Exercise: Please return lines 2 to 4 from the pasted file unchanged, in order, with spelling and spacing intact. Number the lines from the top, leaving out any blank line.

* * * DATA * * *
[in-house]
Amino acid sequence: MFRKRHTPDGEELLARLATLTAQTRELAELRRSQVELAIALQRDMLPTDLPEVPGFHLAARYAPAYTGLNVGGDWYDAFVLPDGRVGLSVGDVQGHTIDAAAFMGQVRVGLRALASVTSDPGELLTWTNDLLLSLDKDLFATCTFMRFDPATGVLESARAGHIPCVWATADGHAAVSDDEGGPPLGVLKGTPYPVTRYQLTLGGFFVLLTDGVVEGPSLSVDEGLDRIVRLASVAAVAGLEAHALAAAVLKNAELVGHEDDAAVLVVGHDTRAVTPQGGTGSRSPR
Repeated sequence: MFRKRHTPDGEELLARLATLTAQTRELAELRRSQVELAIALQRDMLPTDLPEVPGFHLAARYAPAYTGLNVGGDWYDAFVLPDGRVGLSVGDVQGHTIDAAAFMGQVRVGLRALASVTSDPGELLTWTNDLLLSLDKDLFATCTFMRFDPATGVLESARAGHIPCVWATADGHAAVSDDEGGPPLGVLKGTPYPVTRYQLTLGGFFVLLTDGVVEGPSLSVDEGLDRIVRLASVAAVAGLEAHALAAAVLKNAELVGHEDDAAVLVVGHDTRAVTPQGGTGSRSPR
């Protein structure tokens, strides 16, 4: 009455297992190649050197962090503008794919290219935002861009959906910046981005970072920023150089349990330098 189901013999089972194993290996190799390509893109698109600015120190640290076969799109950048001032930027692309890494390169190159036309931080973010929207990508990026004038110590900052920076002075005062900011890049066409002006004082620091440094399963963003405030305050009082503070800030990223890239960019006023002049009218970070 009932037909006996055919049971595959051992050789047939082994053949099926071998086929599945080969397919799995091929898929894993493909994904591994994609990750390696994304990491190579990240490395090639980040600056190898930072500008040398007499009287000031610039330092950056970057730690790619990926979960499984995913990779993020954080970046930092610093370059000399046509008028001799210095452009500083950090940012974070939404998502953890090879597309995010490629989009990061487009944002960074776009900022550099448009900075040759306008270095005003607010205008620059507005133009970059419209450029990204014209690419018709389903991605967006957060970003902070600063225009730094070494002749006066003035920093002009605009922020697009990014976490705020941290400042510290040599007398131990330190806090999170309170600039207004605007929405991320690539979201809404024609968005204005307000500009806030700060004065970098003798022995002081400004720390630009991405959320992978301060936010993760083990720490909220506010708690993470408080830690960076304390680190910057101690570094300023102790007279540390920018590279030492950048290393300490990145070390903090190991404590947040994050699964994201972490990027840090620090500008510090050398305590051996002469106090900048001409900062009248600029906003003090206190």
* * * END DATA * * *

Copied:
Amino acid sequence: MFRKRHTPDGEELLARLATLTAQTRELAELRRSQVELAIALQRDMLPTDLPEVPGFHLAARYAPAYTGLNVGGDWYDAFVLPDGRVGLSVGDVQGHTIDAAAFMGQVRVGLRALASVTSDPGELLTWTNDLLLSLDKDLFATCTFMRFDPATGVLESARAGHIPCVWATADGHAAVSDDEGGPPLGVLKGTPYPVTRYQLTLGGFFVLLTDGVVEGPSLSVDEGLDRIVRLASVAAVAGLEAHALAAAVLKNAELVGHEDDAAVLVVGHDTRAVTPQGGTGSRSPR
Repeated sequence: MFRKRHTPDGEELLARLATLTAQTRELAELRRSQVELAIALQRDMLPTDLPEVPGFHLAARYAPAYTGLNVGGDWYDAFVLPDGRVGLSVGDVQGHTIDAAAFMGQVRVGLRALASVTSDPGELLTWTNDLLLSLDKDLFATCTFMRFDPATGVLESARAGHIPCVWATADGHAAVSDDEGGPPLGVLKGTPYPVTRYQLTLGGFFVLLTDGVVEGPSLSVDEGLDRIVRLASVAAVAGLEAHALAAAVLKNAELVGHEDDAAVLVVGHDTRAVTPQGGTGSRSPR
């Protein structure tokens, strides 16, 4: 009455297992190649050197962090503008794919290219935002861009959906910046981005970072920023150089349990330098 189901013999089972194993290996190799390509893109698109600015120190640290076969799109950048001032930027692309890494390169190159036309931080973010929207990508990026004038110590900052920076002075005062900011890049066409002006004082620091440094399963963003405030305050009082503070800030990223890239960019006023002049009218970070 009932037909006996055919049971595959051992050789047939082994053949099926071998086929599945080969397919799995091929898929894993493909994904591994994609990750390696994304990491190579990240490395090639980040600056190898930072500008040398007499009287000031610039330092950056970057730690790619990926979960499984995913990779993020954080970046930092610093370059000399046509008028001799210095452009500083950090940012974070939404998502953890090879597309995010490629989009990061487009944002960074776009900022550099448009900075040759306008270095005003607010205008620059507005133009970059419209450029990204014209690419018709389903991605967006957060970003902070600063225009730094070494002749006066003035920093002009605009922020697009990014976490705020941290400042510290040599007398131990330190806090999170309170600039207004605007929405991320690539979201809404024609968005204005307000500009806030700060004065970098003798022995002081400004720390630009991405959320992978301060936010993760083990720490909220506010708690993470408080830690960076304390680190910057101690570094300023102790007279540390920018590279030492950048290393300490990145070390903090190991404590947040994050699964994201972490990027840090620090500008510090050398305590051996002469106090900048001409900062009248600029906003003090206190």